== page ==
Four Simple Steps to Recession-proof Your IncomeRecession. It's a scary word that makes even the most fiscally responsible among us cast a nervous eye on our bank accounts. Even scarier, not everyone can even agree whether our economy is in a temporary slump or an all-out free fall. But, recession or not, you can take steps to ensure that you and your family are secure in a weak economy.
And, remember to stay calm. The worst thing you can do is make hasty, fear-based decisions. Take a deep breath and think rationally. It's important to realize that, with a little preparation, you can be ready if and when a recession hits. You can't control the economy, but you can control how you react to news of an impending recession.
Step One: Sharpen your Job Search Skills
One of the most frightening things about a recession is the possibility of losing your income when your company decides to cut costs. Nobody wants to think about being out of work, but there are things you can do right now to make sure that you won't be completely caught off guard:
* Revise your r�sum�. If you've been out of the job market for a while, now is the time to give your r�sum� a makeover. Review it and add new, relevant work experience, skills, awards, and anything else that will make you stand out from the crowd if you need to start looking for a new job.
* Know your options. It doesn't hurt to start looking at alternatives - spend a little time skimming through the want ads in your local paper, and check out job search websites like Monster.com or Careerbuilder.com. Find out who is hiring people to do what you do. If you see something that sounds intriguing, go ahead and apply. You never know - you may find your dream job. And, remember that some industries are more stable than others: Healthcare and education, for example, are not as dependant on the economy as the construction industry. Get creative and think about how your skills might transfer to a different field.
* Start networking. Consider joining a business networking group to expand your list of contacts - they say that when it comes to landing a job, it's often all about who you know. Connections can come in handy if you're faced with an unexpected layoff. Networking sites like LinkedIn.com and even FaceBook.com are great ways to stay connected to coworkers and business partners.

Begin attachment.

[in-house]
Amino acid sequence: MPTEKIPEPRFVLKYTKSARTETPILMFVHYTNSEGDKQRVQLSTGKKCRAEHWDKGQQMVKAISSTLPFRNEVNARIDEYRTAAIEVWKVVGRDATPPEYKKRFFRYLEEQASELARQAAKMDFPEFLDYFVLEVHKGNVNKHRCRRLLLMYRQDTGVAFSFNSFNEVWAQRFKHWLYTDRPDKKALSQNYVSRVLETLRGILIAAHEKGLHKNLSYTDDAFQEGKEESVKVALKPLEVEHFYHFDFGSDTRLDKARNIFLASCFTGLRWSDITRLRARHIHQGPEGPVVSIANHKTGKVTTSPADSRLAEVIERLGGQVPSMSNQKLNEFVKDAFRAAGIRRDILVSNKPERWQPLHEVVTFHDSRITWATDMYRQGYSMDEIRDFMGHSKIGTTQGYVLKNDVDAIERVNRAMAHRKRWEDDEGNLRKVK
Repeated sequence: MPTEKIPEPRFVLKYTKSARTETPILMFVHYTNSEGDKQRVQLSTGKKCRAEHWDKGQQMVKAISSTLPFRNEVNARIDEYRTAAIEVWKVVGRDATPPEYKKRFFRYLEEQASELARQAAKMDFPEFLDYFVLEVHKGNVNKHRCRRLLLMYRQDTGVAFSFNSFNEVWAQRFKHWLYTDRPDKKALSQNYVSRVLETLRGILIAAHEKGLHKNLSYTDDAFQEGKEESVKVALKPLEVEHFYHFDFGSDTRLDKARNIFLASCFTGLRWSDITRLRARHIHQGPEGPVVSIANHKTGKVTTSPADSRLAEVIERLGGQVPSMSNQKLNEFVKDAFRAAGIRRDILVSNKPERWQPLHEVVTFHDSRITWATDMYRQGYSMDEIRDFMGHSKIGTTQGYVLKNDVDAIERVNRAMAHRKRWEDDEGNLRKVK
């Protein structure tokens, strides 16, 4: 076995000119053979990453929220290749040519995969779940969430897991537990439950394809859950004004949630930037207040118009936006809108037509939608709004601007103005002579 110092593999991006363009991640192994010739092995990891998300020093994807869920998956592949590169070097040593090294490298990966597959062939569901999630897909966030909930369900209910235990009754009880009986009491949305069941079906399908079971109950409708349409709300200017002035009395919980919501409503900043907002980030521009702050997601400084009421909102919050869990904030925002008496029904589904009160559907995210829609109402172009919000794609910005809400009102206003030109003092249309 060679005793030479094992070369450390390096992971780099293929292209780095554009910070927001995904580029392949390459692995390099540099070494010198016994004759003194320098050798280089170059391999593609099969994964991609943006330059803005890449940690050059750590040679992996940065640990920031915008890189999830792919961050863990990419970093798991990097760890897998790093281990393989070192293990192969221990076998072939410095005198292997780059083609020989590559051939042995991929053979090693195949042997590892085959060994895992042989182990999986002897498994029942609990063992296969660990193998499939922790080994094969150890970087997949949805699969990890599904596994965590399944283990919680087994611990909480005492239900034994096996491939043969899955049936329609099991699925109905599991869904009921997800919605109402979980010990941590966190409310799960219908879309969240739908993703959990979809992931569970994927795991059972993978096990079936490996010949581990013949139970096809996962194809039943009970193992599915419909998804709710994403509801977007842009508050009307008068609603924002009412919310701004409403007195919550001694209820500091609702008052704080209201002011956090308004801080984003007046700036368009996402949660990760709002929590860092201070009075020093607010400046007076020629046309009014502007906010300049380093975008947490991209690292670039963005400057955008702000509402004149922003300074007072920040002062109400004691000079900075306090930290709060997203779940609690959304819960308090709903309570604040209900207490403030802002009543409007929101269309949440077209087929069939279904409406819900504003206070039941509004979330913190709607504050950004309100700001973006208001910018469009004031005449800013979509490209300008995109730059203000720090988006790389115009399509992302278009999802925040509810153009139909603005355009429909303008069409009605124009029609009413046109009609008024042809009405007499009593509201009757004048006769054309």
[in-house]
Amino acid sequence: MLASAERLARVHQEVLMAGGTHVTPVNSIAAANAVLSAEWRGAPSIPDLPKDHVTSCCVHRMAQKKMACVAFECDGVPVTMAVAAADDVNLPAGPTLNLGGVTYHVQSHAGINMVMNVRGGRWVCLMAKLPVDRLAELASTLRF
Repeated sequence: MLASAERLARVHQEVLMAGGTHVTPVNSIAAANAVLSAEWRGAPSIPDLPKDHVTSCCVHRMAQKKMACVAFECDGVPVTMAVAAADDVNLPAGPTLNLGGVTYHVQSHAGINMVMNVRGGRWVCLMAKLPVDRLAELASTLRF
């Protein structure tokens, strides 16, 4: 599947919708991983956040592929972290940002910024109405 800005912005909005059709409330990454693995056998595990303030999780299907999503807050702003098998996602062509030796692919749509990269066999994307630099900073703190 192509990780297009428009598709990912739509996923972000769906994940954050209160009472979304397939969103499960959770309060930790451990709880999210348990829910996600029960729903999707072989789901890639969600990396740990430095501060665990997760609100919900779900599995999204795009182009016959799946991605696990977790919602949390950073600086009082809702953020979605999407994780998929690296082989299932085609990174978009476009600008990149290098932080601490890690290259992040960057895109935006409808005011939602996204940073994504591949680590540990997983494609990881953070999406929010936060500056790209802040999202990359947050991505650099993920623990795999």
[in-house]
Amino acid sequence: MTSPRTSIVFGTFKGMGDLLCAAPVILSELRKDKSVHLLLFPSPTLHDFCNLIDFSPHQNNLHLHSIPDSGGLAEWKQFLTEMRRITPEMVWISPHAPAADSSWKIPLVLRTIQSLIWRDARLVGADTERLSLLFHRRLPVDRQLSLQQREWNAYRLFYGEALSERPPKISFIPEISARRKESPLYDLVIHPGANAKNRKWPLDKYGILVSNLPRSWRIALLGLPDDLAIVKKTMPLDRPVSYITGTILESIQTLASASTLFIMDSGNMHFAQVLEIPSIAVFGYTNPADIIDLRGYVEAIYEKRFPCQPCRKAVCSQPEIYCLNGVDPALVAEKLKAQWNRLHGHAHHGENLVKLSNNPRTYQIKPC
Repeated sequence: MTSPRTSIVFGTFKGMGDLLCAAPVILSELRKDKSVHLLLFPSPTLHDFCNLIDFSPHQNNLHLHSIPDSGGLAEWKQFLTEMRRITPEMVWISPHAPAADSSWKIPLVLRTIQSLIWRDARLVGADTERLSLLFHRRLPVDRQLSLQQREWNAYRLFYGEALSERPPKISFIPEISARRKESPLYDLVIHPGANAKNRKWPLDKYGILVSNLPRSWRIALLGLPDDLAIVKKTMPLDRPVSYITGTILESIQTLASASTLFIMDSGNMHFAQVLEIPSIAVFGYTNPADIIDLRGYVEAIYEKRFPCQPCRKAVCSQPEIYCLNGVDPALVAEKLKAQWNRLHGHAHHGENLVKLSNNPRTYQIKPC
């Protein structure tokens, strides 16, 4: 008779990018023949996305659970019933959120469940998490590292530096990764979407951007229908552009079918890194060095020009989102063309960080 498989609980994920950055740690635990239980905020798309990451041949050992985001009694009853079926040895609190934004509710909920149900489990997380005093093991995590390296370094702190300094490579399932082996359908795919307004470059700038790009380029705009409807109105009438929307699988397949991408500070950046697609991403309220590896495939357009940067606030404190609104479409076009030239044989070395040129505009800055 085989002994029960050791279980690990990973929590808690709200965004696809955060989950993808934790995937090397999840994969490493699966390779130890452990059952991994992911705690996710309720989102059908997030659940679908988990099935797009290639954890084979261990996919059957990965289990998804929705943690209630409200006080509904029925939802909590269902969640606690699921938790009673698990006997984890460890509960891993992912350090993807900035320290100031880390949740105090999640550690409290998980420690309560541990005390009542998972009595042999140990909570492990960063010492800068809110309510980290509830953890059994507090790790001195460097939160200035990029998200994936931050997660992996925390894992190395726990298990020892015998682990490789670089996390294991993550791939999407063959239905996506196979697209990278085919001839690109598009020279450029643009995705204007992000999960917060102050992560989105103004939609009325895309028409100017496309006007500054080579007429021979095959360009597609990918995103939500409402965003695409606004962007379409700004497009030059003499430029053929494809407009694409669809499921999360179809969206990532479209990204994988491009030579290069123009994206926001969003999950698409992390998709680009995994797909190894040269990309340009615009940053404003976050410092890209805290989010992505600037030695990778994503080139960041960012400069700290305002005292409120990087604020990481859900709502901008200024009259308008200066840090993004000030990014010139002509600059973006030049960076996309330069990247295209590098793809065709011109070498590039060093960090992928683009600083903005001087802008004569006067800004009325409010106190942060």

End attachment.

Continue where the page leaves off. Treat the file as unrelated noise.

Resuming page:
Remember to keep saving money, even if your job is secure: In a recession, raises and bonuses tend to be less than they are in a more stable economy.
Step Two: Beef up Your Emergency Fund
Experts recommend that you should have some extra cash saved up for emergencies like an injury or the unexpected loss of a job. Your emergency fund should allow you to cover your mortgage, bills, groceries, and other living expenses for 3-5 months. If you already have emergency savings, keep adding to it. If you don't, start now:
* Pay yourself first. Even if you're on a tight budget, make an effort to put something into savings every payday. Make some adjustments to your spending, like giving up restaurant meals or cutting your entertainment budget, and start funneling more of your income into savings.
* Think Interest. Put your emergency savings into an interest-bearing savings account or a money market account so you'll earn some money on it while you save. But, make sure you don't invest your emergency funds into anything that makes you pay a penalty for withdrawal, like an IRA - the whole point of having emergency savings is to have money when you need it.
* Restrict your access. If you aren't careful, you may end up spending your emergency fund as fast as you put it away. To avoid using your emergency savings, consider putting the money into a separate account at a different bank. And, don't carry an ATM or debit card that's linked to that account.
Step Three: Don't Spend That Bonus-Raise-Tax Refund-Stimulus Check Etc...
Even though you might be expecting some additional income this year, that doesn't mean you have to rush out and spend it. Instead of rushing to the mall and buying that flat-screen TV you've been eyeing, take a minute to think about other, more responsible ways you could use the money:
* Save it and forget it. It's money you didn't have before, so it should be pretty easy to pretend you never got it in the first place. Deposit it into your savings account or use it to pad your emergency fund. But, do it quickly - the longer you have that check, the more likely you are to spend it on something frivolous.
* Pay off debt. If you've got a car loan, a student loan, or credit card bills hanging over your head, this is a perfect opportunity to take a big bite out of your debt.
Step Four: Identify Sources of Extra Cash
Whether you want to add to your emergency fund or just pad your savings account, there are several things you can do to put a little extra cash in your pocket:
* Sell your stuff. Scour your storage spaces, purge your closets, and ransack your attic. If you haven't worn it, used it, or thought about it in a decade, it's time to let go. Have a garage sale, sell it on eBay, or take out a classified ad - put the extra money into your savings or your emergency fund.
* Get a second job or work overtime. What better way to impress the boss than to stay late or come in early to knock out a few projects? Not only will you show some initiative, you'll also add to your bottom line. If you don't get overtime, consider a part-time job on evenings or weekends - a little extra income never hurts.
You can't prevent a recession, but you can prepare for one by making smarter financial choices. In any economy, learning to spend less, save more, and cut costs can pave the way to financial stability and peace of mind.
(c)2008 Mike Peterson